1 Cor. 15:6 “After that He appeared to more than five hundred brethren at one time, most of whom remain until now, but some have fallen asleep”.
1 Cor 15:18 “Then those also who have fallen asleep in Christ have perished.”
1 Cor 15:20 “But now Christ has been raised from the dead, the first fruits of those who are asleep.”
1 Cor 15:52 “Behold, I tell you a mystery; we will not all sleep, but we will all be changed”
1 Thes 4:13-15 “But we do not want you to be uninformed, brethren, about those who are asleep, so that you will not grieve as do the rest who have no hope. For if we believe that Jesus died and rose again, even so God will bring with Him those who have fallen asleep in Jesus. For this we say to you by the word of the Lord, that we who are alive and remain until the coming of the Lord, will not precede those who have fallen asleep.”
Generally the reason for metaphor is to construct an analogy between two things, to have one help understand the other. A good metaphor is one that is easy to recognize and understand. Certainly sleep is easy for all people to understand. Every single person on earth knows what it means because they have experienced it firsthand. Sleeping is universal. We lie down, drift off into unconsciousness and then regain consciousness and wake up sometime later. Yet when we’re in deep, sound sleep we have no knowledge of the passing of time. Without a time keeping device or seeing some indication from the world around us, it is hard to know just how long has passed since we dozed off. Did we nod off for a few minutes or several hours?
So if death is compared to sleep in Scripture common sense should tell us that we’re not active and we’re not aware of anything happening while we are asleep. It would be ridiculous to say a person is “more awake than ever” while they are asleep. When we sleep we are unconscious and not thinking, planning, or praising God – all things the bible tells us that the dead do not do.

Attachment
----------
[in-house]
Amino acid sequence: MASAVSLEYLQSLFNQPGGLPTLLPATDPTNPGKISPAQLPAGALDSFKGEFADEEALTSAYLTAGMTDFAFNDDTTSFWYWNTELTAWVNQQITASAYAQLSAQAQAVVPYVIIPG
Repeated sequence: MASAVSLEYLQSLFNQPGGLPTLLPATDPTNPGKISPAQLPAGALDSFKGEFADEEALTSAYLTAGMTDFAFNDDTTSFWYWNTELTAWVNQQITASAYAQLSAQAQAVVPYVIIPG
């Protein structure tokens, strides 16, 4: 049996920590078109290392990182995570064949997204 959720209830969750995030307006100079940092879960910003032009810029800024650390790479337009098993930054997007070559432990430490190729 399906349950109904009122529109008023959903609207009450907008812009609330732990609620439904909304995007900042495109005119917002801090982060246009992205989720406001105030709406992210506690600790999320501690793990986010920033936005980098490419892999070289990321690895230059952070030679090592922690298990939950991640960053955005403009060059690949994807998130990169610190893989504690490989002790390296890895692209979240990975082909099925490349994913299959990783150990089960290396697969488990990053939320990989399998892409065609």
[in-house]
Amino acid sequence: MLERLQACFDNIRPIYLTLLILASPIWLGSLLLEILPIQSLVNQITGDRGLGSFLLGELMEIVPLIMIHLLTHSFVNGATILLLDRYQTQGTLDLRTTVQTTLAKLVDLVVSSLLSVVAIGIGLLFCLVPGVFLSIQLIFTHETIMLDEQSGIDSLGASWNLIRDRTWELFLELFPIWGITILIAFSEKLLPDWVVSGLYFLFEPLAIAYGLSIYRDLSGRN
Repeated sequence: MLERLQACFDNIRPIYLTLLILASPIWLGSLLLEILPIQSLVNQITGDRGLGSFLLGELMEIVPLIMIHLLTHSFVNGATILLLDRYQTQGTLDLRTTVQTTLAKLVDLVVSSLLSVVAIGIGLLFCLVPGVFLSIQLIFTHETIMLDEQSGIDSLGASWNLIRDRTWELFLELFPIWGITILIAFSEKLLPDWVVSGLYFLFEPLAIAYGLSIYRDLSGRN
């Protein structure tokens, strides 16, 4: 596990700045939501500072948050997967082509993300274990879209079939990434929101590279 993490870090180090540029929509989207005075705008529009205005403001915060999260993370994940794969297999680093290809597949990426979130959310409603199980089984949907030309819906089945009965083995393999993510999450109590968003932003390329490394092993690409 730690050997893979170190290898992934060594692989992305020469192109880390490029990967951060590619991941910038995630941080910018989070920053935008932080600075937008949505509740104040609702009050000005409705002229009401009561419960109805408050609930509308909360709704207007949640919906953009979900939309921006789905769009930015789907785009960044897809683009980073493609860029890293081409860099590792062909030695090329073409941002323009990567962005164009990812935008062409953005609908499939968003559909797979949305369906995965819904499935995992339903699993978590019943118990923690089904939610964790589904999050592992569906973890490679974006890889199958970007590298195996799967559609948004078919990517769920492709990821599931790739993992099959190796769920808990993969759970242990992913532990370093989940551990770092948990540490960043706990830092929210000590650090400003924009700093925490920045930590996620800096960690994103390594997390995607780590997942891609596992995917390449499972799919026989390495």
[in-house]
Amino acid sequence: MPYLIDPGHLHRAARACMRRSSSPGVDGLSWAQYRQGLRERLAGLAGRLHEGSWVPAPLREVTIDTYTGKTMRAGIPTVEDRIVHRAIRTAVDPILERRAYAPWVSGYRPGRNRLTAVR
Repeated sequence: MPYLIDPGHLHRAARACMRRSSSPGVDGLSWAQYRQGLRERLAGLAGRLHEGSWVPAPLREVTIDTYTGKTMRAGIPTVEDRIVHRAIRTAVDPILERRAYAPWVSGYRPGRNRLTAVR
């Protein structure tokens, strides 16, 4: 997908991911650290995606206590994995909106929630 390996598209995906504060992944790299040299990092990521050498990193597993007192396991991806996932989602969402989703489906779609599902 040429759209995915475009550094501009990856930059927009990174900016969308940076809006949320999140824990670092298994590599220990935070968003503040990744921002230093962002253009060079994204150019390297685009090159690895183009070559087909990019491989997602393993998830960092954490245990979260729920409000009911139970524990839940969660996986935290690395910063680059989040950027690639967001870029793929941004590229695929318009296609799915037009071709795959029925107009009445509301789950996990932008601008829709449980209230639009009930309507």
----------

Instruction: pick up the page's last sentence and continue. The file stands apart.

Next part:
Psalm 6:4-5 “Return, O LORD, rescue my soul; Save me because of Your lovingkindness. For there is no mention of You in death; In Sheol who will give You thanks?”
Psalm 115:17 “The dead do not praise the LORD, Nor do any who go down into silence;”
Psalm 146:4 “His breath goeth forth, he returneth to his earth; in that very day his thoughts perish.”
Eccl 9:5-6, “For the living know they will die; but the dead do not know anything, nor have they any longer a reward, for their memory is forgotten. Indeed their love, their hate and their zeal have already perished, and they will no longer have a share in all that is done under the sun.” 10 Whatever your hand finds to do, do it with all your might; for there is no activity or planning or knowledge or wisdom in Sheol where you are going.”
Defenders of the immortality of the soul who say that a person’s body “sleeps” in the grave while their “soul” continues on living, defy the plain, common sense truth of these Scriptures. Besides, for the metaphor to make any sense, it must have a similar meaning as it does in reality. And in reality when we’re asleep, we’re not balancing our checkbook or figuring out solutions to our problems of the day/week. No, when we’re asleep we are “off” until we wake from our sleep. Death is the same. We are “off” until Jesus returns and awakens us at the Resurrection of The Dead!
Biblical Common Sense Series:
13. Death – Usage of the Sleep Metaphor (current page)